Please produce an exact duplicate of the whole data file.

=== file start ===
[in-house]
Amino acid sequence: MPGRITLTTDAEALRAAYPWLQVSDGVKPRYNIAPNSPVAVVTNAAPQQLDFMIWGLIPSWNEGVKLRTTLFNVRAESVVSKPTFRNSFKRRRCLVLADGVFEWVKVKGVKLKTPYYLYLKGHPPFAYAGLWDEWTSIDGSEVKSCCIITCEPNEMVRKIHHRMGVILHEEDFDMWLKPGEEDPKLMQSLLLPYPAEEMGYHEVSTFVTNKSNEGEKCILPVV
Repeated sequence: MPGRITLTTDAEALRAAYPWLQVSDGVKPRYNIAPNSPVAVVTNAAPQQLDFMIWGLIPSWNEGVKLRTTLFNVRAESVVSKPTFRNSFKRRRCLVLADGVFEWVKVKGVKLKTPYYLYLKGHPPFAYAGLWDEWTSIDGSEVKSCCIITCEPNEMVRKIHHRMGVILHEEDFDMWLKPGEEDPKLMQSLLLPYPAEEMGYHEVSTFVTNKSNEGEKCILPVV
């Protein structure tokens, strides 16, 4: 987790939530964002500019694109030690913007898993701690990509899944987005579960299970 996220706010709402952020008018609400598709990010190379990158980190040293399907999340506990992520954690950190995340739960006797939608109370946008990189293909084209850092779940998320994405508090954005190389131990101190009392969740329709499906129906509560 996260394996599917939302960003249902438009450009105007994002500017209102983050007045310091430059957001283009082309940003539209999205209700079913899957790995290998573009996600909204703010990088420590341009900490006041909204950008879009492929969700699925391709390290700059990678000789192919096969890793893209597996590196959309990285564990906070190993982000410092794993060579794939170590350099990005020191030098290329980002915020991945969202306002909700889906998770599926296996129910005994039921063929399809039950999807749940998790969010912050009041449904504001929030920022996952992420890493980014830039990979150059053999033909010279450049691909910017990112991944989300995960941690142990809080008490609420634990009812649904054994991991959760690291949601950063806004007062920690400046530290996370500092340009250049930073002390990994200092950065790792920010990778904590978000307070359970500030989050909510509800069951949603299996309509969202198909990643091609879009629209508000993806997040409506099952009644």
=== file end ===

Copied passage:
[in-house]
Amino acid sequence: MPGRITLTTDAEALRAAYPWLQVSDGVKPRYNIAPNSPVAVVTNAAPQQLDFMIWGLIPSWNEGVKLRTTLFNVRAESVVSKPTFRNSFKRRRCLVLADGVFEWVKVKGVKLKTPYYLYLKGHPPFAYAGLWDEWTSIDGSEVKSCCIITCEPNEMVRKIHHRMGVILHEEDFDMWLKPGEEDPKLMQSLLLPYPAEEMGYHEVSTFVTNKSNEGEKCILPVV
Repeated sequence: MPGRITLTTDAEALRAAYPWLQVSDGVKPRYNIAPNSPVAVVTNAAPQQLDFMIWGLIPSWNEGVKLRTTLFNVRAESVVSKPTFRNSFKRRRCLVLADGVFEWVKVKGVKLKTPYYLYLKGHPPFAYAGLWDEWTSIDGSEVKSCCIITCEPNEMVRKIHHRMGVILHEEDFDMWLKPGEEDPKLMQSLLLPYPAEEMGYHEVSTFVTNKSNEGEKCILPVV
């Protein structure tokens, strides 16, 4: 987790939530964002500019694109030690913007898993701690990509899944987005579960299970 996220706010709402952020008018609400598709990010190379990158980190040293399907999340506990992520954690950190995340739960006797939608109370946008990189293909084209850092779940998320994405508090954005190389131990101190009392969740329709499906129906509560 996260394996599917939302960003249902438009450009105007994002500017209102983050007045310091430059957001283009082309940003539209999205209700079913899957790995290998573009996600909204703010990088420590341009900490006041909204950008879009492929969700699925391709390290700059990678000789192919096969890793893209597996590196959309990285564990906070190993982000410092794993060579794939170590350099990005020191030098290329980002915020991945969202306002909700889906998770599926296996129910005994039921063929399809039950999807749940998790969010912050009041449904504001929030920022996952992420890493980014830039990979150059053999033909010279450049691909910017990112991944989300995960941690142990809080008490609420634990009812649904054994991991959760690291949601950063806004007062920690400046530290996370500092340009250049930073002390990994200092950065790792920010990778904590978000307070359970500030989050909510509800069951949603299996309509969202198909990643091609879009629209508000993806997040409506099952009644």